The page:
Teflon Don reports that one of his favorite bloggers from on the ground in Iraq has been ordered to stop posting to his blog. The blogger explains here:
Though I committed no OPSEC violations, due to a series of extenuating circumstances – the least of which was me being on leave – my “The Only Difference Between Martyrdom and Suicide is Press Coverage” post on May 28 did not go through the normal vetting channels. It’s totally on me, as it was too much unfiltered truth. I’m a soldier first, and orders are orders. So it is.
Read the post with too much unfiltered truth here. Teflon Don calls the post a
too-real look at the struggle of a combat lieutenant to stay out of the mind-draining quagmire. No, not the media’s Iraq: that quagmire is contrived and belied by the situation on the ground. This quagmire was the grind of the Tactical Operations Center, of the FOB life. LT G did not want to be a company executive officer. For a combat troop, that would be as good as suicide. The post he wrote about it got his blogging canned.
This is a common reason for government censorship: to keep the government from looking bad.
Howard Kurtz notes that Big Media is failing to hold Obama’s feet to the fire for his flip-flop on firearms.
Barack Obama is under hostile fire for changing his position on the D.C. gun ban.
Oh, I’m sorry. He didn’t change his position, apparently. He reworded a clumsy statement.
That clumsy statement, which his campaign is now running away from, was pretty categorical: “Obama believes the D.C. handgun law is constitutional.” Yet, Kurtz says, the newspapers aren’t calling him to task:
But even though the earlier Obama quote and the “inartful” comment have been bouncing around the Net for 24 hours, I’m not seeing any reference to them in the morning papers. Most do what the New York Times did: “Mr. Obama, who like Mr. McCain has been on record as supporting the individual-rights view, said the ruling would ‘provide much-needed guidance to local jurisdictions across the country.’ “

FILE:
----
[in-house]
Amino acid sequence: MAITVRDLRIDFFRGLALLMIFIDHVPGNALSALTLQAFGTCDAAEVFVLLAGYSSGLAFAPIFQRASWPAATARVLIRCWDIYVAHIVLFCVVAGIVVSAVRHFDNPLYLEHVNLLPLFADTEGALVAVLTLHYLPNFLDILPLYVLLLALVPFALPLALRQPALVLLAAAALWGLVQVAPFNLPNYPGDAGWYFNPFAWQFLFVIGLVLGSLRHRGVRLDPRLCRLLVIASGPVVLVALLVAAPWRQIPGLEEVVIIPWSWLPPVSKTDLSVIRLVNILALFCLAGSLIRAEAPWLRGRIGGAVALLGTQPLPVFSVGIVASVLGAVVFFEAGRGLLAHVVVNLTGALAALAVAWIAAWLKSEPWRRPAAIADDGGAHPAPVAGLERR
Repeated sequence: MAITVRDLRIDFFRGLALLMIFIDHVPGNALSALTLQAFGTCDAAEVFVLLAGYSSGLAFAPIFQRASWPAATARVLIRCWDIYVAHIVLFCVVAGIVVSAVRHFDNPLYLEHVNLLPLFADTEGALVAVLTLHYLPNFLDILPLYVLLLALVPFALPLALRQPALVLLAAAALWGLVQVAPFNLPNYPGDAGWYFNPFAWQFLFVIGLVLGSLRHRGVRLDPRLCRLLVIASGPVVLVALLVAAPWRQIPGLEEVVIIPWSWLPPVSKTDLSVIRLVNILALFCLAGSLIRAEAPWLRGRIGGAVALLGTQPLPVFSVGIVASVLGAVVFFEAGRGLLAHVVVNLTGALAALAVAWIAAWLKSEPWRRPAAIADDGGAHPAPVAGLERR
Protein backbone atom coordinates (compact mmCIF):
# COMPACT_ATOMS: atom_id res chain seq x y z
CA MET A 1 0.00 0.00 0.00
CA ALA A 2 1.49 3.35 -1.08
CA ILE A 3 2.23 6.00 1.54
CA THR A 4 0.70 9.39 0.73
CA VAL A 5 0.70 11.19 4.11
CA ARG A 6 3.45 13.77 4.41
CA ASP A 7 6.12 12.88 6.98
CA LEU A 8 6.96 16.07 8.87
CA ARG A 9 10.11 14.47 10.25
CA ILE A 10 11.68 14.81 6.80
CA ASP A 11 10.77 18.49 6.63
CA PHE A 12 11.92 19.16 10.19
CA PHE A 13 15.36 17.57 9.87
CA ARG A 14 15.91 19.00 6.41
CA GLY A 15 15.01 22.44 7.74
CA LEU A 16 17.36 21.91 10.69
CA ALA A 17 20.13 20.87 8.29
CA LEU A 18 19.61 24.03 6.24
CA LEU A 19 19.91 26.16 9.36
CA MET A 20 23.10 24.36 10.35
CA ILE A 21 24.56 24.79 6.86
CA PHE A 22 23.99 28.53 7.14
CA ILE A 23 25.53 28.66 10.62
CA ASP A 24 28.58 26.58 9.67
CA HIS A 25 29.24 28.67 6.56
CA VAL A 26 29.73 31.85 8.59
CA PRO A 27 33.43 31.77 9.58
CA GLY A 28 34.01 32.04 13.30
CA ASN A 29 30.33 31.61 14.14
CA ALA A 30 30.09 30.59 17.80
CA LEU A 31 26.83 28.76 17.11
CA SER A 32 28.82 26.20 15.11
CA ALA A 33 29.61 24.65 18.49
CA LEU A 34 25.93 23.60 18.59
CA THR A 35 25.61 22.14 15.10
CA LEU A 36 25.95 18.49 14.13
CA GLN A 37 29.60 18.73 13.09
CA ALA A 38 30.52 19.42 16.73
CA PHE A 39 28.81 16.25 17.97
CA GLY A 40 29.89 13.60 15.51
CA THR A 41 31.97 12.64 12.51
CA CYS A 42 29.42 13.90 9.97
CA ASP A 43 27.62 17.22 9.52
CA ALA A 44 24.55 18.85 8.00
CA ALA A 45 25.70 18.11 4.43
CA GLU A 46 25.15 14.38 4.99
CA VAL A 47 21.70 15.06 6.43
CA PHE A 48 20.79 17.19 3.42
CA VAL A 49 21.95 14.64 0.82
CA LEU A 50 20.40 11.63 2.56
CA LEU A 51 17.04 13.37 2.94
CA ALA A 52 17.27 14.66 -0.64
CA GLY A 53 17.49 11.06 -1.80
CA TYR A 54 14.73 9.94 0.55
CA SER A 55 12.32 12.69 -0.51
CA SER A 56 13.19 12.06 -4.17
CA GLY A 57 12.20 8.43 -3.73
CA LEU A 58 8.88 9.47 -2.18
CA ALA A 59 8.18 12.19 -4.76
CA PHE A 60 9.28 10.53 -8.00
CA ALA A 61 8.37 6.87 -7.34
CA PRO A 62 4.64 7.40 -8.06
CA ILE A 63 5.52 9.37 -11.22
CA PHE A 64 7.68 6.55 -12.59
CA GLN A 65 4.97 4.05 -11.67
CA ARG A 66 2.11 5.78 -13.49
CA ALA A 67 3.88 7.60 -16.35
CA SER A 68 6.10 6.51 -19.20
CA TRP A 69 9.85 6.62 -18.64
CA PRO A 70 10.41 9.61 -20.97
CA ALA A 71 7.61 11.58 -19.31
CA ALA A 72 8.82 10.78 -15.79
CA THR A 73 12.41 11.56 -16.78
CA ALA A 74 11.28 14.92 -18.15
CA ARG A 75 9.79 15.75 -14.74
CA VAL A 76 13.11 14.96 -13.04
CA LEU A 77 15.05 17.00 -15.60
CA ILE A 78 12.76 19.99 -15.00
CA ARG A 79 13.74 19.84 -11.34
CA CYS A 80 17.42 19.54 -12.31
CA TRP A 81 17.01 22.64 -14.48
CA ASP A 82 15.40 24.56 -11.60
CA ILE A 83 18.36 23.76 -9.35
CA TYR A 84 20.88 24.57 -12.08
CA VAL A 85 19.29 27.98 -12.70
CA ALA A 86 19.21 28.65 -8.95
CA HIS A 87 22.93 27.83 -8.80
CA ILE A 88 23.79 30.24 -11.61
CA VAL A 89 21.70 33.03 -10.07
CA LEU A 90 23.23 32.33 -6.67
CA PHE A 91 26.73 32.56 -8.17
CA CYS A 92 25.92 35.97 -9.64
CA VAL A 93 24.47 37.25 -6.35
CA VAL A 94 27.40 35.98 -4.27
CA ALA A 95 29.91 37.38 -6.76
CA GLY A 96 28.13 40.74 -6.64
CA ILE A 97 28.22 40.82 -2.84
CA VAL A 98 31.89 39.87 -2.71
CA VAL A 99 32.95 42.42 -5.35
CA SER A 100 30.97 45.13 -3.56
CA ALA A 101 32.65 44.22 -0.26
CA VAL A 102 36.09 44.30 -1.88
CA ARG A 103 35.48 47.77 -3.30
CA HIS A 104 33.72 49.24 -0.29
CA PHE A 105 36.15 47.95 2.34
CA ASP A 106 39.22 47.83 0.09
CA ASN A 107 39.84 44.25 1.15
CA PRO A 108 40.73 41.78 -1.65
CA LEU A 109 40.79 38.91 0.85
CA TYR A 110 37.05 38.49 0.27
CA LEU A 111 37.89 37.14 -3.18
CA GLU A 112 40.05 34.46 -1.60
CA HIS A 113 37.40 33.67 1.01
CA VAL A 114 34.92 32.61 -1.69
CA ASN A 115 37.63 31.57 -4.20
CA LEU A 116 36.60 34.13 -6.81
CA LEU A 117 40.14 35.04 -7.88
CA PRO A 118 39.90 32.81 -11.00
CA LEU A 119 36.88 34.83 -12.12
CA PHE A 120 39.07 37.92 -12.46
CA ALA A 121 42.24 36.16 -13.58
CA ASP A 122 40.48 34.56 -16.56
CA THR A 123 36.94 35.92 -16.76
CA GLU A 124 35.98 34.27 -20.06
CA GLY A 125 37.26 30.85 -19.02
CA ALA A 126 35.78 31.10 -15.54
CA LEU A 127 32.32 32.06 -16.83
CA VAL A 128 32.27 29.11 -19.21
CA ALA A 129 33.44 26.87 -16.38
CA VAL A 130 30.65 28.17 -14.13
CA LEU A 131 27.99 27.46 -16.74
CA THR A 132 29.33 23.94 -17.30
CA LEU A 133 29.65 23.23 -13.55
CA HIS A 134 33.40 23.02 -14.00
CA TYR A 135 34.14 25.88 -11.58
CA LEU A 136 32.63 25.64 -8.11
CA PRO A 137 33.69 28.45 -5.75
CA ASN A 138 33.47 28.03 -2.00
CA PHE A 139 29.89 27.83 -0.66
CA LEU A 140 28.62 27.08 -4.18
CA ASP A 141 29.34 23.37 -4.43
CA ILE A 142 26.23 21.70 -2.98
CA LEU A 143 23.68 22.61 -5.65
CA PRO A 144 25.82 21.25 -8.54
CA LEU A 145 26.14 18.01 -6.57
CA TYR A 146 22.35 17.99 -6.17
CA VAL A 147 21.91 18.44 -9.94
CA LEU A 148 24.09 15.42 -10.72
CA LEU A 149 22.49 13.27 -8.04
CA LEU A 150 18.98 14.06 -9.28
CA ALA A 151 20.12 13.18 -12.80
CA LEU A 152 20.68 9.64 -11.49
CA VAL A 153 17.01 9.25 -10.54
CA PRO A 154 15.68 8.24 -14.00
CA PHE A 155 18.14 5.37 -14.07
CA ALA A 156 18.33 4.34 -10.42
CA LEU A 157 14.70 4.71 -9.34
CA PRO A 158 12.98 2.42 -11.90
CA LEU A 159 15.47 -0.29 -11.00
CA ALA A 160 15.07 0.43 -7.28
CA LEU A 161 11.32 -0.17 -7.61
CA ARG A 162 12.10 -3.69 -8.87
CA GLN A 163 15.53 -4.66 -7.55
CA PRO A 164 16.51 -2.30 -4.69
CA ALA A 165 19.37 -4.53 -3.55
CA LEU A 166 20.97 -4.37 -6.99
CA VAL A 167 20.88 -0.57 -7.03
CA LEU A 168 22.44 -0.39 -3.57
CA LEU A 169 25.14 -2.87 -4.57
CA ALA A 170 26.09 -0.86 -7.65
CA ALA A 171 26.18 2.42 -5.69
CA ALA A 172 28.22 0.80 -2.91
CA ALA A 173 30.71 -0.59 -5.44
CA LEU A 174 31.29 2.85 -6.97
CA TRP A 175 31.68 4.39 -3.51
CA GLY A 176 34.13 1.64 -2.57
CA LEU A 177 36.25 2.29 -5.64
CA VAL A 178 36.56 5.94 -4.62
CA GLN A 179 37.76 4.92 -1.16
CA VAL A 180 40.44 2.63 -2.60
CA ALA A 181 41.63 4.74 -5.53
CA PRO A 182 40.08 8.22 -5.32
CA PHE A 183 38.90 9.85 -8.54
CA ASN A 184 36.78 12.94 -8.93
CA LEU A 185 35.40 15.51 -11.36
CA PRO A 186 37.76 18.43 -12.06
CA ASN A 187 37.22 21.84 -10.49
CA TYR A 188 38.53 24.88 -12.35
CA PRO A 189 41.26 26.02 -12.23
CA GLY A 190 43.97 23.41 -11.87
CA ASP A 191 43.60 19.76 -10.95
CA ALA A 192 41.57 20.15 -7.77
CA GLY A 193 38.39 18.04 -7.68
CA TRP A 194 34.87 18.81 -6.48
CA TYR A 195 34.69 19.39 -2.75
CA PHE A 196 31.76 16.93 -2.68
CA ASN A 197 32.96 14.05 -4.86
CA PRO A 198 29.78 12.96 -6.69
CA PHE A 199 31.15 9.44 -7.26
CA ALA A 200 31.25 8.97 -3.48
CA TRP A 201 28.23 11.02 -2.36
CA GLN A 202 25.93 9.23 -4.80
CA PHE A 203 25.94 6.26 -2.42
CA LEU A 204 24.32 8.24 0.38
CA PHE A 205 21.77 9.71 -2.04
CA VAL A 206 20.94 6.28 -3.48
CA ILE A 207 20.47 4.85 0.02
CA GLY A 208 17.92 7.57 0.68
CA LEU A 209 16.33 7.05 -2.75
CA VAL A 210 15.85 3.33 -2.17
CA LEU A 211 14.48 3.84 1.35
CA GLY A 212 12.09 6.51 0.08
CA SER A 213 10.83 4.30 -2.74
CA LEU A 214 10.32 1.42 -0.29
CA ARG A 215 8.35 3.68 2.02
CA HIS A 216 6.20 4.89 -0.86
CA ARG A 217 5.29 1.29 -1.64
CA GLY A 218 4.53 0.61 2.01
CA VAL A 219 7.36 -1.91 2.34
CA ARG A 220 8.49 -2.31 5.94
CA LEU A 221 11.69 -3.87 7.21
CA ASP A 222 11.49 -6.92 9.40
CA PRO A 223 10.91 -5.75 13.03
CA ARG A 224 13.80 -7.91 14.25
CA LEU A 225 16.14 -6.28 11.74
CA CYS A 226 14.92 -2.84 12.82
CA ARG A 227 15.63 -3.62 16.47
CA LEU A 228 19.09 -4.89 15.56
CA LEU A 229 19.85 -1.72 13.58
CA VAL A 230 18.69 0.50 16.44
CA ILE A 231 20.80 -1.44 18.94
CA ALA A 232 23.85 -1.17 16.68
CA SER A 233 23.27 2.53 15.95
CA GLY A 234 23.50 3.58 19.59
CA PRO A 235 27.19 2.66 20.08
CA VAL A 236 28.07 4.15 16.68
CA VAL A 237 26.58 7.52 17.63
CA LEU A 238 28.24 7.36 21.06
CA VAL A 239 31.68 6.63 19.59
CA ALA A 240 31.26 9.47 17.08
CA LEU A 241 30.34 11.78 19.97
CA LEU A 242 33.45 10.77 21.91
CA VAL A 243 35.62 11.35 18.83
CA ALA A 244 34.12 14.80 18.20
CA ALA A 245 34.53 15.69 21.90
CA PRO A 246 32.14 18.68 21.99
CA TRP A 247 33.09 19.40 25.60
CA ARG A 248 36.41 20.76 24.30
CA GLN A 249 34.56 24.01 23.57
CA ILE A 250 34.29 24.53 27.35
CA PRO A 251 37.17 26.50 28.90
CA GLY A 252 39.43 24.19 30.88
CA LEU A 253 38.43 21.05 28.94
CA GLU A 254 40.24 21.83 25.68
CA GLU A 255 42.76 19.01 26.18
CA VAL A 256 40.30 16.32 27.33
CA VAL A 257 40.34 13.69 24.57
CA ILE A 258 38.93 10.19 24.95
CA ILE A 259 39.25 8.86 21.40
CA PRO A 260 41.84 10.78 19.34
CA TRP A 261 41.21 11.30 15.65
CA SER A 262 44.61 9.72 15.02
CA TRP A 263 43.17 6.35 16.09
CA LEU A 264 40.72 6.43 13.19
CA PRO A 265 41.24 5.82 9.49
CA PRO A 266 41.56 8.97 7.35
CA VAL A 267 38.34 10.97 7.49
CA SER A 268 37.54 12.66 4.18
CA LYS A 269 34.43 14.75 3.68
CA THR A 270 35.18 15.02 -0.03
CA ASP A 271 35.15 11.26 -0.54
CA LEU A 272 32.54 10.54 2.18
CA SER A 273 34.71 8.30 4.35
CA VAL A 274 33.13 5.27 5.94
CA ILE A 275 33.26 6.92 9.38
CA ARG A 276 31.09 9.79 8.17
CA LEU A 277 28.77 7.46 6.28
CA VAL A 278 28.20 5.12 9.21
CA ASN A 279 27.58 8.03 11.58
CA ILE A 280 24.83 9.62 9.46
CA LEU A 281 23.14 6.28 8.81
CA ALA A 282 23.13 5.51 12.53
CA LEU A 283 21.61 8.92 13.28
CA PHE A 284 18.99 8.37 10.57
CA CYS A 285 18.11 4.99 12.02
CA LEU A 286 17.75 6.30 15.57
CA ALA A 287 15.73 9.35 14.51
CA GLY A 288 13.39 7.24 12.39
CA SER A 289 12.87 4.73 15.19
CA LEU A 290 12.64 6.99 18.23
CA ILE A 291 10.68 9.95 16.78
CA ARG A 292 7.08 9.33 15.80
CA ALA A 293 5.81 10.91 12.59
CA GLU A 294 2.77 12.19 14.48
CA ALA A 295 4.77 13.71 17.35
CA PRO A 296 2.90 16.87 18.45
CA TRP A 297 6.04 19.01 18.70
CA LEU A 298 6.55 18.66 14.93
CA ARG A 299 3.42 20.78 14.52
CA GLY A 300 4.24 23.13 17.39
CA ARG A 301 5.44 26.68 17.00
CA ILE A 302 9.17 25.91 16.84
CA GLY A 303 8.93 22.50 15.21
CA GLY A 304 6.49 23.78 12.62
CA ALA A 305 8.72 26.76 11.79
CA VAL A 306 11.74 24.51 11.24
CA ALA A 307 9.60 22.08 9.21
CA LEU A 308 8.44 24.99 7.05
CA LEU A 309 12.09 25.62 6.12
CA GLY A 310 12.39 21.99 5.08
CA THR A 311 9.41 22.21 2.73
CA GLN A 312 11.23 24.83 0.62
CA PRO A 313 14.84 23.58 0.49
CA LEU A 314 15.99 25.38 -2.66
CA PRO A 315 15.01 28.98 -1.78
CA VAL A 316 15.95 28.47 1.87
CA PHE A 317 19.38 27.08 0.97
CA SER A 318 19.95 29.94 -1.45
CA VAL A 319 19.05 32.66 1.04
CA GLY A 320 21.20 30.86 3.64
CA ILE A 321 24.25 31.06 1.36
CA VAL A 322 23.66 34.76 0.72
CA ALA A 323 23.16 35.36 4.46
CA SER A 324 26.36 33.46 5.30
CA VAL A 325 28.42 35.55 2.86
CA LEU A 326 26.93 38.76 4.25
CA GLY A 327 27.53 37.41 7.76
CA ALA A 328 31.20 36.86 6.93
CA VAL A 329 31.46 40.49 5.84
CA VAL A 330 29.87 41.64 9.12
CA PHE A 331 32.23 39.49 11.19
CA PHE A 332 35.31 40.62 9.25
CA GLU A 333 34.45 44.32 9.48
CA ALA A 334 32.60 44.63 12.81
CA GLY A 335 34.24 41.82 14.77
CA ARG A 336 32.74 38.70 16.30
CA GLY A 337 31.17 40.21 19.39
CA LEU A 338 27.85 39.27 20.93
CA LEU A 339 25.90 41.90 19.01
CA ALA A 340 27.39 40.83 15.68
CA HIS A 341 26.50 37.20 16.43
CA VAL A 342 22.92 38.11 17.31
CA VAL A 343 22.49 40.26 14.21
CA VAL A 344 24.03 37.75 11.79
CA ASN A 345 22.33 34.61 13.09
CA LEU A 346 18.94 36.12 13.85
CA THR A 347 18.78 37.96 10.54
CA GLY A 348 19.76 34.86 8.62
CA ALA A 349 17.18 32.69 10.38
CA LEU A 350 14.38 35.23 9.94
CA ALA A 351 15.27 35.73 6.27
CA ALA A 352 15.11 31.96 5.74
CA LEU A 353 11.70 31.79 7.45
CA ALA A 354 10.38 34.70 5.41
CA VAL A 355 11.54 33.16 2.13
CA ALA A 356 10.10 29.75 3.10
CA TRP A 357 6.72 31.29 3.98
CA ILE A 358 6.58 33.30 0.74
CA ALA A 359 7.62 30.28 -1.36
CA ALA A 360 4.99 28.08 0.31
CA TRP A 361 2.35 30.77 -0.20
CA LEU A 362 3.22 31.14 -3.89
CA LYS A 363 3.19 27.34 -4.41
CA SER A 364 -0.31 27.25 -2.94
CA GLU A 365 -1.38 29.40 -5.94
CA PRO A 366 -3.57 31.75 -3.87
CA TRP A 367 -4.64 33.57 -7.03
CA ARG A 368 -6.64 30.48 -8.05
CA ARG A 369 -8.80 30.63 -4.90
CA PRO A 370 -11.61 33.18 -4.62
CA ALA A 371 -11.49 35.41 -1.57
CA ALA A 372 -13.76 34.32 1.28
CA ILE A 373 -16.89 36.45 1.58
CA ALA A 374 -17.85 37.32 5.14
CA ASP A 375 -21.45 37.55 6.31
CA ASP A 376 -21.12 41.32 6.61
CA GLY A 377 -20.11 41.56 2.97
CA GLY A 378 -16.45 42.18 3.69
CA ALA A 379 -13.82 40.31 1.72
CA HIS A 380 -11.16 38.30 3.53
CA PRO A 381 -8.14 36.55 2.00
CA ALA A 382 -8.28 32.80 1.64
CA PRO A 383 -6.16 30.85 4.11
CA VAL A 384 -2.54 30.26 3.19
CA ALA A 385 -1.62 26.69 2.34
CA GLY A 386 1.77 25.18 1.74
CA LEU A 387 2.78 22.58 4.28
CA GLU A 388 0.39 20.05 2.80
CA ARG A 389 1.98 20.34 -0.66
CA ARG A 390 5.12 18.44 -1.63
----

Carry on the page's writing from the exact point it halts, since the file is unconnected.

Add the L.A. Times to the list. In David Savage’s piece on the Heller decision, he allowed Obama to pretend he has always supported the decision, which found unconstitutional the very ban Obama’s campaign had declared constitutional:
On the presidential campaign trail, Republican John McCain and Democrat Barack Obama were supportive of the court’s ruling.
. . . .
For his part, Obama drew a somewhat different lesson from the court’s decision. He said it endorsed both gun rights and reasonable regulation.
“I have always believed that the Second Amendment protects the rights of individuals to bear arms, but I also identify with the need for crime-ravaged communities to save their children from the violence that plagues our streets through common-sense, effective safety measures,” he said.
“I know what works in Chicago may not work in Cheyenne. We can work together to enact common-sense laws, like closing the gun-show loophole and improving our background-check system, so that guns do not fall into the hands of terrorists or criminals.”
Wouldn’t it have been helpful to tell readers that Obama’s campaign said the D.C. law was constitutional?
Yes, that would have been helpful . . . to the truth.
But not to Obama.
And increasingly, that appears to be the editors’ calculus for deciding what appears in the paper.
UPDATE: In a story today about the Obama move to the center, the editors once again allow Obama to act as though he has always been in favor of the result in Heller: